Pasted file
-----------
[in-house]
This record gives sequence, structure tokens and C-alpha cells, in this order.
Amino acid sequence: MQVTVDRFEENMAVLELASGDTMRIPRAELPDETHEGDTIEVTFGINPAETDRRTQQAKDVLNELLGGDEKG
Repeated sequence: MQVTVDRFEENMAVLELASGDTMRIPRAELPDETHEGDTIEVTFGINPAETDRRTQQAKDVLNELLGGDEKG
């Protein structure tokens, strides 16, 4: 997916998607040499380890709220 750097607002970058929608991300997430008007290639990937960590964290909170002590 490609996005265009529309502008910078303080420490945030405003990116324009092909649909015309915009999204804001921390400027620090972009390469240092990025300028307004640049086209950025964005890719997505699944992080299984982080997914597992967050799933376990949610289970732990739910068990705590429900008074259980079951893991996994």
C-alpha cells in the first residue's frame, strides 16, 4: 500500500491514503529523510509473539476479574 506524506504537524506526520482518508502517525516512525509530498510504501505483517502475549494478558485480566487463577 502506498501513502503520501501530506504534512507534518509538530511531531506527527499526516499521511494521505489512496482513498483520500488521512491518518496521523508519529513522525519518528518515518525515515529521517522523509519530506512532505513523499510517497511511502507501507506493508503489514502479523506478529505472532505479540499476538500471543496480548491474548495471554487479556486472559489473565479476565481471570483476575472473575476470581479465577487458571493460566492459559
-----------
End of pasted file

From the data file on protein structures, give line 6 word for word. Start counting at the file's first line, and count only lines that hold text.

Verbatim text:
C-alpha cells in the first residue's frame, strides 16, 4: 500500500491514503529523510509473539476479574 506524506504537524506526520482518508502517525516512525509530498510504501505483517502475549494478558485480566487463577 502506498501513502503520501501530506504534512507534518509538530511531531506527527499526516499521511494521505489512496482513498483520500488521512491518518496521523508519529513522525519518528518515518525515515529521517522523509519530506512532505513523499510517497511511502507501507506493508503489514502479523506478529505472532505479540499476538500471543496480548491474548495471554487479556486472559489473565479476565481471570483476575472473575476470581479465577487458571493460566492459559